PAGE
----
10. scorpio commented on Mar 1

    i thot yesterday’s existing home sales #’s and inventory had some effect on the market, and will have a much greater effect as the year unfolds. this thing is turning down very fast and could cascade. i have to believe the market will follow it down

  11. angryinch commented on Mar 1

    Hate to beat a drum, but Cody went wild about TXN being up 6% today. “It’s important!”, he says. Guess what, it’s March 1. Look at a chart. TXN always goes up many % on the first day(s) of the month:

    Jun 1 05: +3% (went nowhere after that)
    Jul 2 05: +6% (rallied to Aug top)
    Aug 2 05: +3% (went nowhere)
    Sept 1 05: +2% (topped a few days later)
    Oct 1 05: +2.5% (fell hard afterwards)
    Nov 2 05: +5.6% (rallied to Dec 2 top)
    Dec 1 05: +5% (topped the next day)
    Jan 1 06: +4% (topped four days later)
    Feb 1 06: +2% (topped 12 days later)

    The moral of the story: buy TXN on the last day of the month. Then sell it.

    Long-term, TXN is just trading in a range. Has to get above $35 to “breakout”. Otherwise: sell rallies, buy dips.

  12. clare commented on Mar 1

    I hope you don’t let these cultists get nder your skin. I’m pretty agnostic, but any reasonable person would see there are problems in the economy and in valuations based on historical standards that could lead to significant declines.

    When people deny that it’s faith based reality. The same people ignore statistics on Iraq such as electricity, ater and oil production being below Saddamite levels. To the extent that they can’t ignore him they accuse William Buckley of being a leftist terrorist lover.

    The stock market and the economy must go up because great leader rules.

  13. angryinch commented on Mar 1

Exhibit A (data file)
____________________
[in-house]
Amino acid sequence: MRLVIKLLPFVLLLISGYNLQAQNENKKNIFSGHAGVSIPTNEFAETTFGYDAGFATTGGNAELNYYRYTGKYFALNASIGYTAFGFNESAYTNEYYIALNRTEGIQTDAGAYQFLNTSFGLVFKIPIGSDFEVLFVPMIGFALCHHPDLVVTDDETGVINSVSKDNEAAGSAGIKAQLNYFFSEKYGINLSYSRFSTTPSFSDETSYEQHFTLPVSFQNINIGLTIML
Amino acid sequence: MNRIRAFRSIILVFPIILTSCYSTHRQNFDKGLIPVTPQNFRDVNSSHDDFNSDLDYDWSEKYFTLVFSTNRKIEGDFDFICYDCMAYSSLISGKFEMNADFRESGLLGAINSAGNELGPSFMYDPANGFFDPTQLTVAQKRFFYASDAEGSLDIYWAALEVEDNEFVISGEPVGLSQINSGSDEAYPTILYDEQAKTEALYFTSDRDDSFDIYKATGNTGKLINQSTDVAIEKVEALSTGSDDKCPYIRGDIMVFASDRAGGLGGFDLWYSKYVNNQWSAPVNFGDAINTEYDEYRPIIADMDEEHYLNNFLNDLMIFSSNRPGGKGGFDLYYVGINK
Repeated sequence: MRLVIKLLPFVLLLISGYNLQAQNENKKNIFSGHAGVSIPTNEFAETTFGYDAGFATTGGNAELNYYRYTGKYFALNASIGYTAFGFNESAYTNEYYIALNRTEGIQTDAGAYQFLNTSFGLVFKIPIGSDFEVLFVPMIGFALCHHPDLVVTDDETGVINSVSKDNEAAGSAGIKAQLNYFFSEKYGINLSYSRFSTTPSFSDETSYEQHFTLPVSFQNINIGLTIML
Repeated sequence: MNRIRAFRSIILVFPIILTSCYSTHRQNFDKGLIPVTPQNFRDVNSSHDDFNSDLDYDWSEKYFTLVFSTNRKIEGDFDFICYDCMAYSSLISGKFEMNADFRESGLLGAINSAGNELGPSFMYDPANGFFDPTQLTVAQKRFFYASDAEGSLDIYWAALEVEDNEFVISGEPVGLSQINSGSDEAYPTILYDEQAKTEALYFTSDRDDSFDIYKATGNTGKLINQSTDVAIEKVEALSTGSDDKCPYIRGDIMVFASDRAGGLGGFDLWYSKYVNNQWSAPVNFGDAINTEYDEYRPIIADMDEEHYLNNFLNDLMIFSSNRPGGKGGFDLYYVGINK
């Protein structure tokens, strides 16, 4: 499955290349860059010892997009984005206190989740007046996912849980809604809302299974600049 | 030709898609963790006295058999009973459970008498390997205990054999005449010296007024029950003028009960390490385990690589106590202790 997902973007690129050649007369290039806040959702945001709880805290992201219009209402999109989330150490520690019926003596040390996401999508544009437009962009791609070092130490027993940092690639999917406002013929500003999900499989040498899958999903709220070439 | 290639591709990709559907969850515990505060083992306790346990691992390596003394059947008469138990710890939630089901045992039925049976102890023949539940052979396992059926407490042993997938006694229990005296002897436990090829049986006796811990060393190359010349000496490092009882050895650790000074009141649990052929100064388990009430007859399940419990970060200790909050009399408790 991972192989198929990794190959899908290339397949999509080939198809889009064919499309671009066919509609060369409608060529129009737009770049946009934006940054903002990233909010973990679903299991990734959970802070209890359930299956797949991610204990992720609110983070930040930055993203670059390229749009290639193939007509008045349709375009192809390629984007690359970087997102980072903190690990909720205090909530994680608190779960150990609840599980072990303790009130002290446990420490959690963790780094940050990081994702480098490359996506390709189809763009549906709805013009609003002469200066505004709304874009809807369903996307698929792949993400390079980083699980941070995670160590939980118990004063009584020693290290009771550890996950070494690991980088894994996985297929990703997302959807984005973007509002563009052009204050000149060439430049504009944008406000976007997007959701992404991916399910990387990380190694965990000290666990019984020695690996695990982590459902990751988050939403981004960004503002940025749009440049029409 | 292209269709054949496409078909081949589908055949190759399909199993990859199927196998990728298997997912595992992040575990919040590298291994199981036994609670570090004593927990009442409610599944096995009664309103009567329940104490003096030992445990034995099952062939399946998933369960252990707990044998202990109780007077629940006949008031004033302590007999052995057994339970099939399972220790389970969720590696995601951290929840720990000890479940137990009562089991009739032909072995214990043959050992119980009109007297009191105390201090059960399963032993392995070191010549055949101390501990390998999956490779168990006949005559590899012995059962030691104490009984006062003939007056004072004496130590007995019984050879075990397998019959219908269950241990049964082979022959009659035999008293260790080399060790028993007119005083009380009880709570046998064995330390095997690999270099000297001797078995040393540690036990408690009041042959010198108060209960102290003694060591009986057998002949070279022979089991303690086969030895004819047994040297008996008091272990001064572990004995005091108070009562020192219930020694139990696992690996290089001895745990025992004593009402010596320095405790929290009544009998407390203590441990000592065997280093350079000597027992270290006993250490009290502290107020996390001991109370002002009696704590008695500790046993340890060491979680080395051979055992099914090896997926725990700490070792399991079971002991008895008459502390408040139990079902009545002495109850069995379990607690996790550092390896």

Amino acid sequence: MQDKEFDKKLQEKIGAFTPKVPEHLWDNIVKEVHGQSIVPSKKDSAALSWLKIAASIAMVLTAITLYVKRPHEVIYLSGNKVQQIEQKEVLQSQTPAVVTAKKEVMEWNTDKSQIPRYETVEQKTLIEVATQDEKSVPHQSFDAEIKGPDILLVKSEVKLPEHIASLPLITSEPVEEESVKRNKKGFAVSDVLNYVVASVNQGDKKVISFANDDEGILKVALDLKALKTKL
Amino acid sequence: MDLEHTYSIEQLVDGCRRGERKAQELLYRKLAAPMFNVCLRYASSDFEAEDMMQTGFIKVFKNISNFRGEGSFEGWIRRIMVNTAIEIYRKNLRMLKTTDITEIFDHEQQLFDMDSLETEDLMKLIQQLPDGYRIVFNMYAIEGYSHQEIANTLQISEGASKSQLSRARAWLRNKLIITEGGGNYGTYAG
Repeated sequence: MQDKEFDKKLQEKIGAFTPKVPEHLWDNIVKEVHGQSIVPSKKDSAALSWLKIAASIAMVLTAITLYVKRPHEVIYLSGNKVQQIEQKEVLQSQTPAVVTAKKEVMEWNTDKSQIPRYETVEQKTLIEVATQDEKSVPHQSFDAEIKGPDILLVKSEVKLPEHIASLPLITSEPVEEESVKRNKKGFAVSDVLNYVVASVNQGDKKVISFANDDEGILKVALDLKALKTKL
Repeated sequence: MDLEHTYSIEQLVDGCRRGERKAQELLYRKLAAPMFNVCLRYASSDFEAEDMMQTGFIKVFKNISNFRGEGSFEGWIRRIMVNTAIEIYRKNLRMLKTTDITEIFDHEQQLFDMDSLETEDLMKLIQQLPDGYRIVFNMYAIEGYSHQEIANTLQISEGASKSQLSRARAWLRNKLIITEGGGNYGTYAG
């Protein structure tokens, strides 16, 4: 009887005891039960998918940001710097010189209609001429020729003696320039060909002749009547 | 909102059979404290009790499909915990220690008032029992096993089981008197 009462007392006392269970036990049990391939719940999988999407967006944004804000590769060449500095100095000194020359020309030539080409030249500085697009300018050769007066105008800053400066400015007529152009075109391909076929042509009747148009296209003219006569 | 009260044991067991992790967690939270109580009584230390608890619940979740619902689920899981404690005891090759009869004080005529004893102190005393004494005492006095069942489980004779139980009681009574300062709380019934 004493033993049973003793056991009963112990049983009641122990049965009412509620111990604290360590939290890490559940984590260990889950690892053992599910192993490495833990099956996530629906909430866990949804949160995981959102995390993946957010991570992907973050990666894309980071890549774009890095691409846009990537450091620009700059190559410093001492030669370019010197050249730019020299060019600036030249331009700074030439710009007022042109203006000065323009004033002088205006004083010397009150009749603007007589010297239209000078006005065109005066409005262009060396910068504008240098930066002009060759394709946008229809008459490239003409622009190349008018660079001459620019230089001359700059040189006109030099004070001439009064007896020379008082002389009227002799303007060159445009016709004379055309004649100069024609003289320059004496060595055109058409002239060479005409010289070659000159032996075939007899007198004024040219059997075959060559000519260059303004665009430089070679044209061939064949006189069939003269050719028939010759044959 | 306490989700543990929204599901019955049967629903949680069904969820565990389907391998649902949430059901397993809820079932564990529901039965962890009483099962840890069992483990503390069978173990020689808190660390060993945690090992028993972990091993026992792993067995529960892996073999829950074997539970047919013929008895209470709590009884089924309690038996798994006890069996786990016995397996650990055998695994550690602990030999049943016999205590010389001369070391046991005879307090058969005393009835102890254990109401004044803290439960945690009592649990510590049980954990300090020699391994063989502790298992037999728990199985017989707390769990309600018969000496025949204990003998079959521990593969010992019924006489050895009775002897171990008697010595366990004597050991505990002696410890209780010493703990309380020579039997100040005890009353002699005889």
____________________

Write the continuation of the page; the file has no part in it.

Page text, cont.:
“B”, you could be right about the semis already having peaked. I’m just pointing out that it wouldn’t be unusual to see them run one more time. But it certainly wouldn’t be bullish.

    I figured something was up when all the chop houses started downgrading the semis over the past few days. You knew that was the signal to jam the semis higher…at least for a bit.

    Hate to be so cynical, but that’s the nature of the market these days. Up is down, black is white. I suppose that’s what happens when 50-70% of the trading is black box and hedgetarians and prop desks represent a greater and greater pct of volume. Repeated outsized, short-term movement signalling very little.

    What else can you do with the SPX and Dow trading in a <3% range for the past 3 1/2 months?

  14. Bynocerus commented on Mar 1

    Over on RM a few months ago, Howard Simons made the point that no one pulls a “party off (not his term, mine, or more accurately, E Cartman’s)” switch when the yield curve inverts after being flat; after all, what is the qualitative difference between a yeild curve @ .01 and -.01? So, I did some quick calculations.

    I wanted to figure out what the market looked like when the 10’s minus 3mos numbers dipped below .25 for three consecutives months and included a yield curve inversion. For my calculations, I decided that if the yield curve became positive, then reinverted/stayed below .25 for three consecutive months, I would include it in the study. Still, I only had 8 time frames. Obviously, there was no way to know in advance whether or not the yield curve was going to invert, but the yield curve inverted on the February close, so we don’t have to worry about that uncertainty.

    I used a month end close for the yields and the Dow Jones as my index, and these are my results:

    6 months later
    Positive Returns: 2
    Negative Returns: 6
    Average Return: -4.21%
    High Return: 3.47 (2000)
    Low Return: (11.5) (1966)

    12 months later
    Positive Returns: 2
    Negative Returns: 6
    Average Return: -7.49%
    High Return: 2.8 (1978)
    Low Return: (22.52) 1969

    Furthermore, if you look at the five “periods” of yield curve inversion, the market dropped an average of 22% on a monthly closing basis from the break of .25 on. Since we’ve already inverted on a monthly closing basis, how much US stock exposure do you really want to have?

  15. Dan Weber commented on Mar 2

    Two words: Yield Reversions. The yield spreads tightened today and much closer than they have been for the last few weeks. I think the 10 yr will cross the 2 yr again and there will no longer be a yield inversion. Thus my thesis that the Fed raises to 6.5% Fed Funds rates.